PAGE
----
Why is a multiple pregnancy a concern?
A multiple pregnancy means being pregnant with more than one baby. It is often a happy event for many couples. But multiple pregnancy has higher risks for complications. The most common problems are listed below.
Preterm labor and birth
More than 3 in 5 twins and nearly all higher-order multiples are preterm (born before 37 weeks). The higher the number of babies in the pregnancy, the greater the risk for early birth.
Preterm babies are born before their bodies and organ systems have fully matured. These babies are often small, with low birth weights. This means less than 5.5 pounds (2,500 grams). They may need help breathing, eating, fighting infection, and staying warm.
Very preterm babies are those born before 28 weeks. They are more at risk. Many of their organs may not be ready for life outside the mother's uterus and may be too immature to work well. Many multiple birth babies will need care in a neonatal intensive care unit (NICU).
Gestational high blood pressure
Women pregnant with multiple babies are more than twice as likely to develop high blood pressure of pregnancy. This health problem often starts earlier and is worse than in pregnancy with one baby. It can also raise the chance of early detachment of the placenta (placental abruption).
Women with a multiple pregnancy are more likely to get gestational diabetes.
Anemia is more than twice as common in women pregnant with more than one baby.
Multiple birth babies have about twice the risk for certain problems present at birth (congenital). These include spina bifida and other neural tube defects, and problems of the digestive tract and heart.
A phenomenon called vanishing twin syndrome is more likely in multiple pregnancies. It's when more than one fetus is found, but vanishes (or is miscarried). This often happens in the first trimester. This may come with bleeding. The risk of pregnancy loss is higher in later trimesters as well.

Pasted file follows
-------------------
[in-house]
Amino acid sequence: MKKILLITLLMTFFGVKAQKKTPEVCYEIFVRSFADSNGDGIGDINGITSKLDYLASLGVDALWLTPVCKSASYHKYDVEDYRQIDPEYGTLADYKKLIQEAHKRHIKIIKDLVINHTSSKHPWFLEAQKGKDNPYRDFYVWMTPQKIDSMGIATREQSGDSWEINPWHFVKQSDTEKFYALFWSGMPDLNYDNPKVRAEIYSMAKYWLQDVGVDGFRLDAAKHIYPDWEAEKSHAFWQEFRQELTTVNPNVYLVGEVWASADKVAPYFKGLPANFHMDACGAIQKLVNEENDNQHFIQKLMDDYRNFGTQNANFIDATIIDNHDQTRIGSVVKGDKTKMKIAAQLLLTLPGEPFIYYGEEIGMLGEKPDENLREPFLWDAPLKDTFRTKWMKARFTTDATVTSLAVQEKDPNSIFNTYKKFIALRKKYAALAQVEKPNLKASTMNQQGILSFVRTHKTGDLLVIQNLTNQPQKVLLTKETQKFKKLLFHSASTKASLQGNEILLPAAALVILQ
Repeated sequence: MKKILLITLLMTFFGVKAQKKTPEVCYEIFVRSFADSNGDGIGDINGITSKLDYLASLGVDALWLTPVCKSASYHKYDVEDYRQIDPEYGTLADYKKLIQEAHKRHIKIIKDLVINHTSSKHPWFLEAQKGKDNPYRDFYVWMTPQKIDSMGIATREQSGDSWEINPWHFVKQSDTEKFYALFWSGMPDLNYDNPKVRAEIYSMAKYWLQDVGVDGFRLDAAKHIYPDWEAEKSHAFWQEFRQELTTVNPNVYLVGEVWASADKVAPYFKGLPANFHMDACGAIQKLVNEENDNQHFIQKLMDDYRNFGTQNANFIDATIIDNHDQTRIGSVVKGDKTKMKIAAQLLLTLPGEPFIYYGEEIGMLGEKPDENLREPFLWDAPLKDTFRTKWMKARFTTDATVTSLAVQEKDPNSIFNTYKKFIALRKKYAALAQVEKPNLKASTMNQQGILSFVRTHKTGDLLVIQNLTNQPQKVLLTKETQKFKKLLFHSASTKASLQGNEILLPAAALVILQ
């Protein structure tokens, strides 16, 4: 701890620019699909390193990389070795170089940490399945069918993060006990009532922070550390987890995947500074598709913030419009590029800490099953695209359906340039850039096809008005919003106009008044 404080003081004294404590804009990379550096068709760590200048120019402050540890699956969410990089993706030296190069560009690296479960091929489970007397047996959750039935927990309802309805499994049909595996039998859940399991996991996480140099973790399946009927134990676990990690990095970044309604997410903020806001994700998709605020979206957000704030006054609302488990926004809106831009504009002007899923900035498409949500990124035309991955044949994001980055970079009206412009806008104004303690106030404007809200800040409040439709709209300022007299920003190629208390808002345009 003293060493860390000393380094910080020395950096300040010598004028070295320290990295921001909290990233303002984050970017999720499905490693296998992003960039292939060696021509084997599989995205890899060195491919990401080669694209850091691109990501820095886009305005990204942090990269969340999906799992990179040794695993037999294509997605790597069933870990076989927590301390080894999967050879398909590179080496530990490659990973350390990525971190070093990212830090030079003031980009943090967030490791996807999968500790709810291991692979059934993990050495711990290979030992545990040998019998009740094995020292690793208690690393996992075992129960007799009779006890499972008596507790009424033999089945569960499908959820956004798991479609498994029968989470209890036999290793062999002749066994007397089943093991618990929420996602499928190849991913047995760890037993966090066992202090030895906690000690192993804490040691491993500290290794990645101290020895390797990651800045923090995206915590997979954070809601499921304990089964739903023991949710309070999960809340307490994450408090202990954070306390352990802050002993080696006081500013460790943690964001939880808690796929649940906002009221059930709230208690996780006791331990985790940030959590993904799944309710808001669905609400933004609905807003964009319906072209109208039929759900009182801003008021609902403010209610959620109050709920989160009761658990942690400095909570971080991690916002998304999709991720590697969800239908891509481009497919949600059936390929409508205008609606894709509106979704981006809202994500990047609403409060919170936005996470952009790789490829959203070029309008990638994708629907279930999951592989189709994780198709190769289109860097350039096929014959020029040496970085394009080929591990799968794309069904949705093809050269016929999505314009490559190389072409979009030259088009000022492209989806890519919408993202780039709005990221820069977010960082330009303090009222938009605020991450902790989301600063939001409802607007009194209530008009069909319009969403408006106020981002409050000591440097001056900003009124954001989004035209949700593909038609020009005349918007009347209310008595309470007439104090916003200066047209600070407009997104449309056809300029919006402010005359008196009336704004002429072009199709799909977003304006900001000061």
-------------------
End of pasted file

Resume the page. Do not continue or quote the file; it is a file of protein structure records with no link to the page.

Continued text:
Twin-to-twin transfusion syndrome
Twin-to-twin transfusion syndrome (TTTS) is a condition of the placenta that develops only with identical twins that share a placenta. Blood vessels connect within the placenta and divert blood from one baby to the other. It happens in about 3 in 20 twins with a shared placenta.
In TTTS, blood is shunted from one baby to the other through blood vessel connections in a shared placenta. Over time, the recipient baby gets too much blood. This can overload the cardiovascular system and cause too much amniotic fluid to develop. The smaller donor baby does not get enough blood and has low amounts of amniotic fluid. TTTS can be treated during pregnancy by withdrawing some of the extra fluid with a needle or with surgery on the placenta. Sometimes, the twins may need to be delivered early.
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Abnormal amounts of amniotic fluid
Amniotic fluid problems are more common in multiple pregnancies, especially for twins that share a placenta.
The umbilical cord for twins that share an amniotic sac can become tangled up. In these cases, the babies may need to be monitored often in the third trimester.
Cesarean (C-section) delivery
Abnormal positions of babies in the womb raise the chances of a C-section.
A larger placenta and larger uterus due to more babies place a mother at risk for bleeding after giving birth.